TWO-STEP #1 is the first part of another three-issue mini-series by Warren Ellis. This time, there’s art by Amanda Conner and Jimmy Palmiotti. Their wild and sometimes cartoony art conveys all the madness and inspired lunacy of Ellis’ script, as a strange man with a gun comes running through the life of a future CamGirl. A CamGirl is one who walks around in life with a series of cameras attached to her, recording and feeding to the internet her every adventure. Just when she thought she had seen it all and her career was over, the mysterious but well dressed Tony Ling comes running through her life with a gun and in hot pursuit of men carrying what looks to be a large violin case. Their romp through the city is filled with all sorts of colorful images, outlandish devices, and interesting animals. Paul Mounts helps with his bright coloring, keeping everything amped up ever so very much.
Ellis’ script tells a complete story in one issue. There’s plenty of potential here, so I’m looking forward to seeing what he has on tap for us in the next two issues.
THAT MARVEL COMICS CD COLLECTION
You’ve probably seen a lot about the release this past week of Marvel’s classic comics collection on CD. It claims to contain about 100 complete comic books on one CD, for easy browsing via your local web browser. I have a copy of this thing, and I can’t use it. It’s only for use with MicroSoft’s Internet Explorer or Netscape Navigator 4.7 or better. Using MSIE is like going to a pediatricians’ office and breathing deeply in front of a dozen sick coughing/hacking/wheezing children. You’re just opening yourself up to needless illnesses. I’m using Mozilla as my web browser (both straight-up Mozilla and the cut-down Mozilla Firebird.) Mozilla is the next generation Netscape code, and so should work. Sadly, it does not for this CD.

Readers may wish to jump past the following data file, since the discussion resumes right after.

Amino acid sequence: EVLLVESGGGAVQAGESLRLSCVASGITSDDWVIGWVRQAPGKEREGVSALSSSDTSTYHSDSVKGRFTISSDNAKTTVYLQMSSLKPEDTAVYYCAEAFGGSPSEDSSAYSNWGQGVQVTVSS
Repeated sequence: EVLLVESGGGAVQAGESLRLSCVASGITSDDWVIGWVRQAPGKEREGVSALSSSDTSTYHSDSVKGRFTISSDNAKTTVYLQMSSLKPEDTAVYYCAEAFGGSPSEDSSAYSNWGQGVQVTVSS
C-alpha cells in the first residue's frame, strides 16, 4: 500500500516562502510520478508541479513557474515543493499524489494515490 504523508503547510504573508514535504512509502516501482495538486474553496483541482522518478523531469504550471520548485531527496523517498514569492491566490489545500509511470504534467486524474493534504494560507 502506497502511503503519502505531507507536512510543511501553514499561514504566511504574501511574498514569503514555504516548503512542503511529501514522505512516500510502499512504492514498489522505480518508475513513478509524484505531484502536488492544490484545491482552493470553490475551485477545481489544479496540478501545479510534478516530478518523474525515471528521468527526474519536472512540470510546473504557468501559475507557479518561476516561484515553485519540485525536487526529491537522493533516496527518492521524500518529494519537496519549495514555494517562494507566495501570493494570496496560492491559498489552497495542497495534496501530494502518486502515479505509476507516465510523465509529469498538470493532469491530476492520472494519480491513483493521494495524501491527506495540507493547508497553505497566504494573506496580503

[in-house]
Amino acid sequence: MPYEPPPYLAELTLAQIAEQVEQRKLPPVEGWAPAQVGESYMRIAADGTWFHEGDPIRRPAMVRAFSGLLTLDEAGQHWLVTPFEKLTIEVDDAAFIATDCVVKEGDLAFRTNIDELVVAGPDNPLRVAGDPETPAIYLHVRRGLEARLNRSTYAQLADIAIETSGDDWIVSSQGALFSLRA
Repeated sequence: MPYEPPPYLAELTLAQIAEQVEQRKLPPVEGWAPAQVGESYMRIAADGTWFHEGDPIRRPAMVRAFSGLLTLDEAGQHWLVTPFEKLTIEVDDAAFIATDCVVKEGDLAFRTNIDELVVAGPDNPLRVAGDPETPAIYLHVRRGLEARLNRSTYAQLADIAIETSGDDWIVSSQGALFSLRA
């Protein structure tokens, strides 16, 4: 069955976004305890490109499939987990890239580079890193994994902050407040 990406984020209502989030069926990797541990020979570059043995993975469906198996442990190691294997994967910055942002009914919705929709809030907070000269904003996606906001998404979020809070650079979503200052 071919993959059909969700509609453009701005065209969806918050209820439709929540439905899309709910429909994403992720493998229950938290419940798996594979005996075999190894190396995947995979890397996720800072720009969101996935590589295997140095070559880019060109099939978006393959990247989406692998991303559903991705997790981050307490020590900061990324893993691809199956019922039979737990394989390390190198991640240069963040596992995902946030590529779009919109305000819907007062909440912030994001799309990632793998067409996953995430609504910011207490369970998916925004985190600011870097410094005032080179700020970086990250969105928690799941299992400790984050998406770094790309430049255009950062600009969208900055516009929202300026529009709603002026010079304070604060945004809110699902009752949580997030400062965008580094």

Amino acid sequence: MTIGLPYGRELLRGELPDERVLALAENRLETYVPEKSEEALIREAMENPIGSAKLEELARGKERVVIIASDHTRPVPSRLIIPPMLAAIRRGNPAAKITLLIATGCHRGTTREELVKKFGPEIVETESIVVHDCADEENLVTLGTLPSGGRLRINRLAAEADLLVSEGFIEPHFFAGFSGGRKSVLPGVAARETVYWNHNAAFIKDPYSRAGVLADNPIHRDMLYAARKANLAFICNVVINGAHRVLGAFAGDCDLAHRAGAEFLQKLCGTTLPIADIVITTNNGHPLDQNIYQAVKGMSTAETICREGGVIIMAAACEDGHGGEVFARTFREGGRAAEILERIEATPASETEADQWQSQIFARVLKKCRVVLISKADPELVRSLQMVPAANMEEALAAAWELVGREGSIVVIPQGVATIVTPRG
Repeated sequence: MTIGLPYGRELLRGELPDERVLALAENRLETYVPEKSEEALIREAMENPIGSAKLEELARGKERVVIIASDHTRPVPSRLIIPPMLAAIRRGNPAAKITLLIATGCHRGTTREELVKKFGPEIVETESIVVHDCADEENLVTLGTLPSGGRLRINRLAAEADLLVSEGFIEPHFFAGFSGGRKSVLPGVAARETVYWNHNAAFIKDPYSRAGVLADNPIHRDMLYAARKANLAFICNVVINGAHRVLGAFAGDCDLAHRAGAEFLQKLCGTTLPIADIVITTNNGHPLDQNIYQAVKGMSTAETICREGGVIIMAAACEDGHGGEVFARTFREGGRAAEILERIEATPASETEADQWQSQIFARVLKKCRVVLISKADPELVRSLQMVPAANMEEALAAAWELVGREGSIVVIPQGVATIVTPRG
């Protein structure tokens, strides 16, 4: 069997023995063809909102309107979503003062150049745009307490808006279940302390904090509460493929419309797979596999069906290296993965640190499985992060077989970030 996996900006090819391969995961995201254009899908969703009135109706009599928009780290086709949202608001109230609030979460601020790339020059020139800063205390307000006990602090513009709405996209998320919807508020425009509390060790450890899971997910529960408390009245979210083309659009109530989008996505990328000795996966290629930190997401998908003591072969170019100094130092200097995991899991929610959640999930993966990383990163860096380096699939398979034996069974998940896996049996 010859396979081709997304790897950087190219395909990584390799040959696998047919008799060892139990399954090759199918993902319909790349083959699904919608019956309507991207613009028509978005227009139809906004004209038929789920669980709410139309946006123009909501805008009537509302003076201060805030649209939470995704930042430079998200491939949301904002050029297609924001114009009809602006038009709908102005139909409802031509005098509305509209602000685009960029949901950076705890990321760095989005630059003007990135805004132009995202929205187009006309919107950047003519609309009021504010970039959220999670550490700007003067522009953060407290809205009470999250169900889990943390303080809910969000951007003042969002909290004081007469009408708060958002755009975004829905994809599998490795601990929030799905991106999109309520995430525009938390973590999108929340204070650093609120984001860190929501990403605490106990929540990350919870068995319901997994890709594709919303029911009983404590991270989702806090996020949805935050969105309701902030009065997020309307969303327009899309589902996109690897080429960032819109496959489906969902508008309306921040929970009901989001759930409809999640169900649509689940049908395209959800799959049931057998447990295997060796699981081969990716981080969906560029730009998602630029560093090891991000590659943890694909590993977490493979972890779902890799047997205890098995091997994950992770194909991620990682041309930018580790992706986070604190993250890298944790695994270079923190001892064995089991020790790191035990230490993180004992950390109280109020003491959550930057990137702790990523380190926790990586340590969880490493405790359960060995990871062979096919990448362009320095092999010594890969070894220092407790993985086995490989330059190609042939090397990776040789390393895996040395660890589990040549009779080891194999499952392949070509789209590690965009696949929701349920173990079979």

I tried the README file for the disc to see if it had manual installation directions for the plug-in that is required to view these CDs. Here’s what it says for anyone who uses either only MSIE or only Netscape Navigator:
“Simply open the collection, and the ActiveX Viewer Control will be automatically installed.”
Well, that’s mighty handy. It’s also completely useless. I checked out the troubleshooting section, which had this useful advice:
“If the plug-in browser does not install in autoplay, just go to CD-ROM and click on the DjVuWebBrowserPlugin.exe, it will self install.”
I did that and watched it run. It looks for all the default directories that might contain MSIE or Navigator and installs it as appropriate. It never queries the user for a directory to install it into. It never gives you the option of using something else. You’re trapped.